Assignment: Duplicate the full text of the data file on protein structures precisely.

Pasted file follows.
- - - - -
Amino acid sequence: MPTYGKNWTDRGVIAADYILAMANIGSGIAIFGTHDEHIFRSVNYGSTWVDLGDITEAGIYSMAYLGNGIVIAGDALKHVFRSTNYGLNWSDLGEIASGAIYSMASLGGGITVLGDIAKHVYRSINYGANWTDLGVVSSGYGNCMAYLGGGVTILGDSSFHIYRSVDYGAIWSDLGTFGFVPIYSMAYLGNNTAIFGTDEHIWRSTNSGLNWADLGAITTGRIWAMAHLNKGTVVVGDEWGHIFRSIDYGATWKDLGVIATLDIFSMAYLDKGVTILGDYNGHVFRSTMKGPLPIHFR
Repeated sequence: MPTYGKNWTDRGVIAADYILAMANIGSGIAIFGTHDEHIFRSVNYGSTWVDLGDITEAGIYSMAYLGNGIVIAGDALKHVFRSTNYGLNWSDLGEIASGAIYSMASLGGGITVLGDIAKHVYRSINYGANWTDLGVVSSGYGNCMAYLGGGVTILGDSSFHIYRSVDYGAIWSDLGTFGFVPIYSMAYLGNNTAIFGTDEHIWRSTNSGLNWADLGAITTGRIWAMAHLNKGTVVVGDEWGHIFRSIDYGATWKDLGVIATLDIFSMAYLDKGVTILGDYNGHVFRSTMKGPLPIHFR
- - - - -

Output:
Amino acid sequence: MPTYGKNWTDRGVIAADYILAMANIGSGIAIFGTHDEHIFRSVNYGSTWVDLGDITEAGIYSMAYLGNGIVIAGDALKHVFRSTNYGLNWSDLGEIASGAIYSMASLGGGITVLGDIAKHVYRSINYGANWTDLGVVSSGYGNCMAYLGGGVTILGDSSFHIYRSVDYGAIWSDLGTFGFVPIYSMAYLGNNTAIFGTDEHIWRSTNSGLNWADLGAITTGRIWAMAHLNKGTVVVGDEWGHIFRSIDYGATWKDLGVIATLDIFSMAYLDKGVTILGDYNGHVFRSTMKGPLPIHFR
Repeated sequence: MPTYGKNWTDRGVIAADYILAMANIGSGIAIFGTHDEHIFRSVNYGSTWVDLGDITEAGIYSMAYLGNGIVIAGDALKHVFRSTNYGLNWSDLGEIASGAIYSMASLGGGITVLGDIAKHVYRSINYGANWTDLGVVSSGYGNCMAYLGGGVTILGDSSFHIYRSVDYGAIWSDLGTFGFVPIYSMAYLGNNTAIFGTDEHIWRSTNSGLNWADLGAITTGRIWAMAHLNKGTVVVGDEWGHIFRSIDYGATWKDLGVIATLDIFSMAYLDKGVTILGDYNGHVFRSTMKGPLPIHFR